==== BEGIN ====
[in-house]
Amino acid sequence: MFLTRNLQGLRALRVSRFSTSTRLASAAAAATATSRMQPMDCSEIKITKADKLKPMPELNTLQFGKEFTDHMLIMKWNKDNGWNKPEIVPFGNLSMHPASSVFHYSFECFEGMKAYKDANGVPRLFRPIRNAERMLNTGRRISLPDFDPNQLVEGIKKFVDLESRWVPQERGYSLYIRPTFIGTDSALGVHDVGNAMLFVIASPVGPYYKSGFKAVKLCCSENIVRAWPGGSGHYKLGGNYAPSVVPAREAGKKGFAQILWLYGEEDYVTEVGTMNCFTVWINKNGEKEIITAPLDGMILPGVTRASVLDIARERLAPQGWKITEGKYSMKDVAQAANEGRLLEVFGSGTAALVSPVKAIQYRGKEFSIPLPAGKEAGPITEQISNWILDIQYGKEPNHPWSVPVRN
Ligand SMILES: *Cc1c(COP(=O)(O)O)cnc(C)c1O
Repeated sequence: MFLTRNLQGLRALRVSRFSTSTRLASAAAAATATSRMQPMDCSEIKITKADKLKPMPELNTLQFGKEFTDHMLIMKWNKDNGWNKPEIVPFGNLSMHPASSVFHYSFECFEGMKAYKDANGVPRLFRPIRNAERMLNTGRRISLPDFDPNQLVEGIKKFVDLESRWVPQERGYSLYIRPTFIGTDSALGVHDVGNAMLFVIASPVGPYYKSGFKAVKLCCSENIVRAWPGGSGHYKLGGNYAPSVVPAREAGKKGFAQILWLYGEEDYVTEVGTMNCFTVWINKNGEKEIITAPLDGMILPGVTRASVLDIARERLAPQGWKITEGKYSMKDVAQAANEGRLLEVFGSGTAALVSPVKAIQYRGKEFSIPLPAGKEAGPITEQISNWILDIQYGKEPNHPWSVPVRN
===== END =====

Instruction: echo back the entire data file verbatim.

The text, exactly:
[in-house]
Amino acid sequence: MFLTRNLQGLRALRVSRFSTSTRLASAAAAATATSRMQPMDCSEIKITKADKLKPMPELNTLQFGKEFTDHMLIMKWNKDNGWNKPEIVPFGNLSMHPASSVFHYSFECFEGMKAYKDANGVPRLFRPIRNAERMLNTGRRISLPDFDPNQLVEGIKKFVDLESRWVPQERGYSLYIRPTFIGTDSALGVHDVGNAMLFVIASPVGPYYKSGFKAVKLCCSENIVRAWPGGSGHYKLGGNYAPSVVPAREAGKKGFAQILWLYGEEDYVTEVGTMNCFTVWINKNGEKEIITAPLDGMILPGVTRASVLDIARERLAPQGWKITEGKYSMKDVAQAANEGRLLEVFGSGTAALVSPVKAIQYRGKEFSIPLPAGKEAGPITEQISNWILDIQYGKEPNHPWSVPVRN
Ligand SMILES: *Cc1c(COP(=O)(O)O)cnc(C)c1O
Repeated sequence: MFLTRNLQGLRALRVSRFSTSTRLASAAAAATATSRMQPMDCSEIKITKADKLKPMPELNTLQFGKEFTDHMLIMKWNKDNGWNKPEIVPFGNLSMHPASSVFHYSFECFEGMKAYKDANGVPRLFRPIRNAERMLNTGRRISLPDFDPNQLVEGIKKFVDLESRWVPQERGYSLYIRPTFIGTDSALGVHDVGNAMLFVIASPVGPYYKSGFKAVKLCCSENIVRAWPGGSGHYKLGGNYAPSVVPAREAGKKGFAQILWLYGEEDYVTEVGTMNCFTVWINKNGEKEIITAPLDGMILPGVTRASVLDIARERLAPQGWKITEGKYSMKDVAQAANEGRLLEVFGSGTAALVSPVKAIQYRGKEFSIPLPAGKEAGPITEQISNWILDIQYGKEPNHPWSVPVRN